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Ottawa moves forward with historical plans for Métis self-government

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Several years ago, Louis Riel had a dream for Metis to be self-determinant. Today, his descendants are taking more steps to fulfil that dream by signing an agreement with Ottawa that'll allow them to create their own government.

On Saturday, the Federal Minister for Crown-Indigenous Relations, Carolyn Bennett, will be in Winnipeg to announce plans for the reconciliation with the MMF (Manitoba Metis Federation) and its people.

The Minister said that $154.3 million would be provided to the MMF as funding, and most of it will go to their social programs. The federation says these programs are vital to closing the economic gap between the rest of Canada and Metis.

Also, $40 million from the funding money will be used to help the MMF transition from a particular interest advocacy group to a self-governing Indigenous Nations. However, they are yet to negotiate any details with Ottawa.

The president of the MMF,David Chartrand, said the agreement would finally see the dream of Riel, the Metis leader, come to pass. Louis Riel formed a provisional government in 1869. This government then joined the confederation as Manitoba under the Manitoba Act of 1870. He was hanged for treason in 1885.

“It is changing our place in history back to what it was. For us, it is bringing us back into Confederation,” Mr. Chartrand said on Friday in Ottawa where he filmed a video with Prime Minister Justin Trudeau to mark the historic occasion.

“Now that we have the government back at the table, we can start to negotiate the self-government that was promised,” Mr. Chartrand said.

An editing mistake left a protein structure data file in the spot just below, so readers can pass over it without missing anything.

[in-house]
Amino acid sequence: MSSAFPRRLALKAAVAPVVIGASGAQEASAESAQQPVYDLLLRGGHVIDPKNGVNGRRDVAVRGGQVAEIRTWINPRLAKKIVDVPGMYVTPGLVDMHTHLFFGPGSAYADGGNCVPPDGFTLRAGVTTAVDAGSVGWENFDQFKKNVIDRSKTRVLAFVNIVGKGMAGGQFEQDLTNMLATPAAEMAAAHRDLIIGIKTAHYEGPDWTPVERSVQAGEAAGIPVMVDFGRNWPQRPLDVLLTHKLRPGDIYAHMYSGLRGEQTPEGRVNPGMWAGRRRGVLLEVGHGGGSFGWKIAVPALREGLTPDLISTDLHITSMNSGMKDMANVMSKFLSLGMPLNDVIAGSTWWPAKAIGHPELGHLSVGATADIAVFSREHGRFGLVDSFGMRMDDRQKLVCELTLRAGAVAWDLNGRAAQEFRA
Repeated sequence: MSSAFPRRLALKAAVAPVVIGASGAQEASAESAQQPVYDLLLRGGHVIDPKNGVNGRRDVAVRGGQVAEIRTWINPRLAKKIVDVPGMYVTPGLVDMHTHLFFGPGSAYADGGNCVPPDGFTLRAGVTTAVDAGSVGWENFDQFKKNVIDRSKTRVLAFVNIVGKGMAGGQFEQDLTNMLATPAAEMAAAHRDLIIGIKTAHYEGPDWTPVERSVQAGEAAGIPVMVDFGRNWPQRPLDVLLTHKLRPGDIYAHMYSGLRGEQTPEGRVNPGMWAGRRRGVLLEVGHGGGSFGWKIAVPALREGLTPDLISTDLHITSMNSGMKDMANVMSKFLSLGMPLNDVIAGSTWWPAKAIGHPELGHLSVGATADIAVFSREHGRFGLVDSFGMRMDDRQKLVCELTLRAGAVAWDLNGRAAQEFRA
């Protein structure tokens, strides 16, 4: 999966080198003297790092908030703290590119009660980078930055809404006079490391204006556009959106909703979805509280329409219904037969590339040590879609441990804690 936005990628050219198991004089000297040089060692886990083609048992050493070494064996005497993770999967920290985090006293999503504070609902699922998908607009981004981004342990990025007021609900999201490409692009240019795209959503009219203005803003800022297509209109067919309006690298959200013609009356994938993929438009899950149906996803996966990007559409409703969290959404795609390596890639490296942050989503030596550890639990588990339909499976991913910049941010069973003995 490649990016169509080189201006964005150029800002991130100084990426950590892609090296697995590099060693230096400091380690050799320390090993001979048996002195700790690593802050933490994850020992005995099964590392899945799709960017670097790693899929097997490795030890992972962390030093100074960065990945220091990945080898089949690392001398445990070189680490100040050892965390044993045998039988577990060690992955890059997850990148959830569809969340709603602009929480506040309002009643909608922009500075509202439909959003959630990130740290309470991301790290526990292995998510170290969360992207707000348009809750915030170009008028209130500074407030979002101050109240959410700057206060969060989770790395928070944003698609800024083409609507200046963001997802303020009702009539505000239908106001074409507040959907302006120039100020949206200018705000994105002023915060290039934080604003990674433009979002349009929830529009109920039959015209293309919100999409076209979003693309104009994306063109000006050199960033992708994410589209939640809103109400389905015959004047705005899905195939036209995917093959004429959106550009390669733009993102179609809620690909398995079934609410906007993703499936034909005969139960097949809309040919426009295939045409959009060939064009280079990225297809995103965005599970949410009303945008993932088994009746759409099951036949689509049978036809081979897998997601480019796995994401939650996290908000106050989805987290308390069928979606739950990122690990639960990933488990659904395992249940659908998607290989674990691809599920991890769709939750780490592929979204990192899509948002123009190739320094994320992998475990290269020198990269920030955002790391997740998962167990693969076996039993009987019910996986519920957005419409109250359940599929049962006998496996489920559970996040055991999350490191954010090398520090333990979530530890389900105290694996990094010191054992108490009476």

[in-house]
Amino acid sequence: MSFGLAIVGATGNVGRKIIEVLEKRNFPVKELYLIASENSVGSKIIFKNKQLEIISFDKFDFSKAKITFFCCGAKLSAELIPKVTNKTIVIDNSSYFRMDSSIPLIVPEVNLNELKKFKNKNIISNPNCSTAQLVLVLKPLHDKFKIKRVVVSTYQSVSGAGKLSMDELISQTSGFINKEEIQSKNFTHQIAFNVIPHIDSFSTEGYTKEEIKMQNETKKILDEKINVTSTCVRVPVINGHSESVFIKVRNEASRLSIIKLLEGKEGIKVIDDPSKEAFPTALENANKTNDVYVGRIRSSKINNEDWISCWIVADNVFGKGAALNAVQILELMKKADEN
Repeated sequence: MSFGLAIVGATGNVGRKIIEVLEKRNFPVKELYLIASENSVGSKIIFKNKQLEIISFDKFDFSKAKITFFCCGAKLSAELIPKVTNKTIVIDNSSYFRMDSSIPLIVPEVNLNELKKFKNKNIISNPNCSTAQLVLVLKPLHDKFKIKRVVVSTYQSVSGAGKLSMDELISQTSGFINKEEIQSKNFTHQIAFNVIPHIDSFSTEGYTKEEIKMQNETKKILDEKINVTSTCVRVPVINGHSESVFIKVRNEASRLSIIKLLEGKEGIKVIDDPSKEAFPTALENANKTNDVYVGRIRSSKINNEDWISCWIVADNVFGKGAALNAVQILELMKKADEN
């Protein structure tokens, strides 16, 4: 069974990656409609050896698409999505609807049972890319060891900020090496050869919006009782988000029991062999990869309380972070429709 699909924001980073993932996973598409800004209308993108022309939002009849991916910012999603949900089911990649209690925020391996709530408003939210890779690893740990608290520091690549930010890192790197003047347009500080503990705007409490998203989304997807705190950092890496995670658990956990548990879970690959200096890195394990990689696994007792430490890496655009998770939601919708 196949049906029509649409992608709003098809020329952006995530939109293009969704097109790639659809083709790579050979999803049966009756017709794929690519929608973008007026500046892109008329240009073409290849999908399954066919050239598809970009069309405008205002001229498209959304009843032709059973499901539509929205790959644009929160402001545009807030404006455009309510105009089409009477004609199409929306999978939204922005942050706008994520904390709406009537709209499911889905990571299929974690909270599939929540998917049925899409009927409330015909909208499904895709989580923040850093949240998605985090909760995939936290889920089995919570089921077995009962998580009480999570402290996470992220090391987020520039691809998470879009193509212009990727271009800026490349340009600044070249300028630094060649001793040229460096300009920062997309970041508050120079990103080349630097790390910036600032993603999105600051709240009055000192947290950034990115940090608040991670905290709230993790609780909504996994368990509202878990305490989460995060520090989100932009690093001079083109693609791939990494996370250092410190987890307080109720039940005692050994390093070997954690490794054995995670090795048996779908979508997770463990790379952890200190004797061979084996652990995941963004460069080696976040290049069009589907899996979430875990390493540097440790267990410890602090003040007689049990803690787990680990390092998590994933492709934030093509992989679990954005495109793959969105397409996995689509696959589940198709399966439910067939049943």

In 2013, the Supreme Court of Canada noticed that the Crown had failed in implementing the land provisions of the Manitoba Act, an act that said 1.4 million acres of land, including Winnipeg, should be awarded to the children of Metis.

The court also ruled in 2016 that under the constitution, the Metis are Indians and so the government needs to recognize and negotiate with them as such. According to the MMF, the Metis are people of mixed indigenous and European race. They can trace their origins all the way back to one of the historic Metis communities in Western Canada. The MMF estimates that approximately 120,000 people can lay claim to that ancestry.

Most of the $100 million that are coming into the MMF will be directed at social programs. Mr. Chartrand acknowledges that it is “down payment” on the amount Canada owes the people of Metis for the land they were denied.

Some will be used to create grants that the young Metis people can put towards their first house. Some will be used to build about a hundred new, single-family homes for senior, with each unit having its own greenhouse. Some of it will be used to cover the university tuition for Metis students. While some will fund small-scale capital investments that the people of Metis can use to start a business of their own.

“We make a lot of our own economic engine right now,” Mr. Chartrand said, "but this will be putting fuel to the fire for us. "


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